The same $MuslimNation(s) that the US sends people to when they haven't got the answer they want using methods they are allowed to within US custody. Yes, I'm sure he should feel blessed that it is the rootin' tootin' US that wants his blood.

    The McKinnon case is another example of bad laws being used on bad people. He did do something extremely stupid, and illegal and he has no decent excuse for it. However the extradition treaty we have with America is the issue:

    1/ If McKinnon had been an American and hacked into the UK MoDs sentence he could not be extradited.

    2/ If McKinnon is extradited there is very little control over what America can do with him (they have to give assurance he will not be executed).

    3/ As has been shown with issues such as Guantanamo and wiretapping what the US goverment is legally allowed to do means very little in stopping them doing the illegal.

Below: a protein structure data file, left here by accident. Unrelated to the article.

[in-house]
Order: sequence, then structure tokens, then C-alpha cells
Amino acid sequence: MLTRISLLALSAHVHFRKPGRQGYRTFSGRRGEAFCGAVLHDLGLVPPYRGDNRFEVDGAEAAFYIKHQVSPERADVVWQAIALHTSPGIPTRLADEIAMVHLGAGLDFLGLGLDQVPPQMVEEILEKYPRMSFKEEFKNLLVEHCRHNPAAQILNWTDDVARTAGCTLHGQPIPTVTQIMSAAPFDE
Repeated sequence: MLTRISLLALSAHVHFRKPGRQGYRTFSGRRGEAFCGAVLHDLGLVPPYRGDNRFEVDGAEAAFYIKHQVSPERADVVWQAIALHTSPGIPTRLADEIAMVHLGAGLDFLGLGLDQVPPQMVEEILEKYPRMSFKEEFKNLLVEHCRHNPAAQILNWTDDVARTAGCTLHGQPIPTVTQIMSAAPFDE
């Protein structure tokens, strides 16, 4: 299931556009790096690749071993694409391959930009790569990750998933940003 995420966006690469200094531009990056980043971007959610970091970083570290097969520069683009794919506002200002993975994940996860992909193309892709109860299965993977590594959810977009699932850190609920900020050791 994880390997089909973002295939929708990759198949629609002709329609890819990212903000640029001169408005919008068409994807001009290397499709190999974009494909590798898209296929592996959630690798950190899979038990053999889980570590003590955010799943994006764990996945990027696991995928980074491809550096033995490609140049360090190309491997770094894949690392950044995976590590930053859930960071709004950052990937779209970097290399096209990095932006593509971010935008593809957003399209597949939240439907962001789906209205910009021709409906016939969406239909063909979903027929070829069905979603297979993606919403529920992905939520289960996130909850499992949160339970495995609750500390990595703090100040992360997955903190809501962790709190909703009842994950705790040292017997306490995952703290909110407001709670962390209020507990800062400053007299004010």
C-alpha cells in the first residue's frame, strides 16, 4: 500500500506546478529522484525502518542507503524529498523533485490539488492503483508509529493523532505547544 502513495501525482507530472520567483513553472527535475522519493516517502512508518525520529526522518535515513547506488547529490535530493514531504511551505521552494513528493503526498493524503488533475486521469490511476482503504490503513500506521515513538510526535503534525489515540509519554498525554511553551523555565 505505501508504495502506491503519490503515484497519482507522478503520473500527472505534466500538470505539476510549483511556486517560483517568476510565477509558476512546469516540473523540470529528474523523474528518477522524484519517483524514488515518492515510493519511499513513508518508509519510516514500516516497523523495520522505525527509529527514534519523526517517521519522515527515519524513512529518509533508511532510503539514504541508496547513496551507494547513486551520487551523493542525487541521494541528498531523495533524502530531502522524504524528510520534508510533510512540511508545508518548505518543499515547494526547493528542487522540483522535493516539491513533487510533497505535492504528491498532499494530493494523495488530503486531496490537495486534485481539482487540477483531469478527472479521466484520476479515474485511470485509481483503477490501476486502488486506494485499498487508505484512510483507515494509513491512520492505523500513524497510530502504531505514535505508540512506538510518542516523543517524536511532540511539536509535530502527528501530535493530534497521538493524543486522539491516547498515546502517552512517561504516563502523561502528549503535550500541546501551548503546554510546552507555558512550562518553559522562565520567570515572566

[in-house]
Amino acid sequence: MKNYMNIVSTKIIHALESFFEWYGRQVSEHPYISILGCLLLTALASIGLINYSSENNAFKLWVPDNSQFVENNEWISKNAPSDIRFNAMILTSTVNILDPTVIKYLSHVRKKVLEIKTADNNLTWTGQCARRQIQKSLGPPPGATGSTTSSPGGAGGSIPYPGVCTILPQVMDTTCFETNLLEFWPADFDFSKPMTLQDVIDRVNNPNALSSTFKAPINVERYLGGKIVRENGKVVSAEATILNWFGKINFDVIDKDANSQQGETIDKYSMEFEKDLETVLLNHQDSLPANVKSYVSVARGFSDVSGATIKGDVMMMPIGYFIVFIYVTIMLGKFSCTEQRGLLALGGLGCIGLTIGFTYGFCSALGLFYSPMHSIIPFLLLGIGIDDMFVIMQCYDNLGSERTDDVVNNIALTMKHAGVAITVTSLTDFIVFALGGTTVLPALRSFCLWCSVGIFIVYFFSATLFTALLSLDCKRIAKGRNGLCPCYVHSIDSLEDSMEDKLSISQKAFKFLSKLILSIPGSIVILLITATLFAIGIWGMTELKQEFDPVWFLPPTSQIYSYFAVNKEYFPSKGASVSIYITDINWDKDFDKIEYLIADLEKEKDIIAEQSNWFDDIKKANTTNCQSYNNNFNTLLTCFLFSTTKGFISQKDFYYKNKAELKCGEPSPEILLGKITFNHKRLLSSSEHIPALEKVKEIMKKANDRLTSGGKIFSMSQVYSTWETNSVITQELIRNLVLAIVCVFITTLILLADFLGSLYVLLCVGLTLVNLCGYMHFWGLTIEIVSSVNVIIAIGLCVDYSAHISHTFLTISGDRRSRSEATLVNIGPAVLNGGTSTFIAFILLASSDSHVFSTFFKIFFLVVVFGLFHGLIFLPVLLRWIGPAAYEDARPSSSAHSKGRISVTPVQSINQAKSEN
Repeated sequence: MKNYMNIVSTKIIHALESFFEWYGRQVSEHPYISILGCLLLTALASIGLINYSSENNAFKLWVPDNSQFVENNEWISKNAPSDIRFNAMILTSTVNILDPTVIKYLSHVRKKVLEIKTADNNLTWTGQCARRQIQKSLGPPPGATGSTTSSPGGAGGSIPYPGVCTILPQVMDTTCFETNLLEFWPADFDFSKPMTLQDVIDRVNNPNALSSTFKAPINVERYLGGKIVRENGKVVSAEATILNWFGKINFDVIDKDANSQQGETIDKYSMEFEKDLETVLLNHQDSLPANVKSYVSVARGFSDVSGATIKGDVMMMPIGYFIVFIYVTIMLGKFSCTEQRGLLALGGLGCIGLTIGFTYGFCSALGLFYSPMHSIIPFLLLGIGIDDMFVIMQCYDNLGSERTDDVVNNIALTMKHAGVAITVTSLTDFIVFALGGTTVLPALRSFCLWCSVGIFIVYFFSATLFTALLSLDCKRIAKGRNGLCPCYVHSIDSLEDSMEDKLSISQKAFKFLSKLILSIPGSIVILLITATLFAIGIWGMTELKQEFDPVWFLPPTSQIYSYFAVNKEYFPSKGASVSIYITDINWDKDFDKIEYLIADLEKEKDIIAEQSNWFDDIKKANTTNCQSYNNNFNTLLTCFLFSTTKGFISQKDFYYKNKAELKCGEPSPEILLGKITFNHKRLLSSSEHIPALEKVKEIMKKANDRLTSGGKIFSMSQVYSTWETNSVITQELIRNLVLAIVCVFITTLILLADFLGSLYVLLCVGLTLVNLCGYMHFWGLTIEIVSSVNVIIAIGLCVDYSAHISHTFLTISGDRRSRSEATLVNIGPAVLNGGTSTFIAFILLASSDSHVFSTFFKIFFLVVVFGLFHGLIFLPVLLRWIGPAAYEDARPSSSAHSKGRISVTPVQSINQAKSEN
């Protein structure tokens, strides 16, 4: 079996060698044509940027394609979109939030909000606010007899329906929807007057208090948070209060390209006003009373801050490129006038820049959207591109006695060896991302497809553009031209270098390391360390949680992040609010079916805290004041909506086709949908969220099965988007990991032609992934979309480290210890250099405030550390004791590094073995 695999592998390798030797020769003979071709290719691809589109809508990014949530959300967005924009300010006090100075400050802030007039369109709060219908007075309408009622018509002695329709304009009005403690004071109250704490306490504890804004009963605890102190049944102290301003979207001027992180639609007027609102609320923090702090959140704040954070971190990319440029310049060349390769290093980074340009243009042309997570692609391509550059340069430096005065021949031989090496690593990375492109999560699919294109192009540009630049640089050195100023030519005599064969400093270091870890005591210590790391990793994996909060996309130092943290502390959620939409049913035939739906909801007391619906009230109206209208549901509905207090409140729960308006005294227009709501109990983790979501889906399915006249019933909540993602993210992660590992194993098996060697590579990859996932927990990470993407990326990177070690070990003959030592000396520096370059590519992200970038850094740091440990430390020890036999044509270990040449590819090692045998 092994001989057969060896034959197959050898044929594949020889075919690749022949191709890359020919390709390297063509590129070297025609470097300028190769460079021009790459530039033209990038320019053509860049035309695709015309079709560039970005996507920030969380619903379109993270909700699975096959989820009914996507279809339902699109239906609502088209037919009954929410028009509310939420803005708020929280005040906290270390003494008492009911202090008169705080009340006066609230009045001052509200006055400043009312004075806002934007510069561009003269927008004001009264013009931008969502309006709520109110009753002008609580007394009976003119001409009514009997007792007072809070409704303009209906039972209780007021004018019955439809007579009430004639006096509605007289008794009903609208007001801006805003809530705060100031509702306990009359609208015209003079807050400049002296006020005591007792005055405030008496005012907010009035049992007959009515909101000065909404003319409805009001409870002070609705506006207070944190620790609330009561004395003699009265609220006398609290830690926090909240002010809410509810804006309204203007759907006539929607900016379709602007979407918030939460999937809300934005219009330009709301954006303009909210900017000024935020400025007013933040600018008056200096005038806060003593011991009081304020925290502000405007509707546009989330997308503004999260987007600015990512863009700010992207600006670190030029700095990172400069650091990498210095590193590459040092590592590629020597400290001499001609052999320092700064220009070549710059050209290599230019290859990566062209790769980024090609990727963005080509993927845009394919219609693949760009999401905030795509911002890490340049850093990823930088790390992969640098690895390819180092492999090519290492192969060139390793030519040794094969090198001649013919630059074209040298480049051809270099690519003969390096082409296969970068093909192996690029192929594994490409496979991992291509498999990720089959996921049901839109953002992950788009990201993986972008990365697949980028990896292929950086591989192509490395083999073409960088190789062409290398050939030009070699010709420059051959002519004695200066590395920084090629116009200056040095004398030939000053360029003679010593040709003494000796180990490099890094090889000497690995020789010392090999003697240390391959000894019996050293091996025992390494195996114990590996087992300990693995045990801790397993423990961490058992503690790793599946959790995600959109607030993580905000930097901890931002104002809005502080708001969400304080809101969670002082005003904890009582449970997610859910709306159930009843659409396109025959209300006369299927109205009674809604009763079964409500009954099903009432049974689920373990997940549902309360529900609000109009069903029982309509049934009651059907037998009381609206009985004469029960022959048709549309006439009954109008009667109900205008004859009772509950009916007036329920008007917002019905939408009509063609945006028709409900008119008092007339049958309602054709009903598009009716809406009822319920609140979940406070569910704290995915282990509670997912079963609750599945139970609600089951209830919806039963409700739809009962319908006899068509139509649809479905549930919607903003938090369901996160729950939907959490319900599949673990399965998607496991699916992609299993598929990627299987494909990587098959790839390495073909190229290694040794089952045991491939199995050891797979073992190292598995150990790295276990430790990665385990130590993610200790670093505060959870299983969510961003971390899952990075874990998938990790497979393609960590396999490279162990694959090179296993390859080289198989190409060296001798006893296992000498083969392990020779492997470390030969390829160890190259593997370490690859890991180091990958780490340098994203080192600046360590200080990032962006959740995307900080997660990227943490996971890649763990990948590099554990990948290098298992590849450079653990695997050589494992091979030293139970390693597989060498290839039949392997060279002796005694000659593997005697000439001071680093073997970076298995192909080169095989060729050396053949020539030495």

4/ Sufficient evidence exists of mistreatment of prisoners and 'detainees' within US custody that we cannot be sure he will be treated humanely.

    5/ The crime he has commited, although serious, does not appear to be anywhere near as big as the US goverment has made out. It is highly likely they intend to use him as a scapegoat for poor security and as an example, something they can get away with without much political backlash as he is not a US citizen.

    Sending ANYONE to the US without checking evidence, having more information on what they will do with him and frankly without massive improvements in Americas behaviour regarding prisoner and detainee treatment is something we should not do.

  26. Mike Groombridge

    @Sarah Bee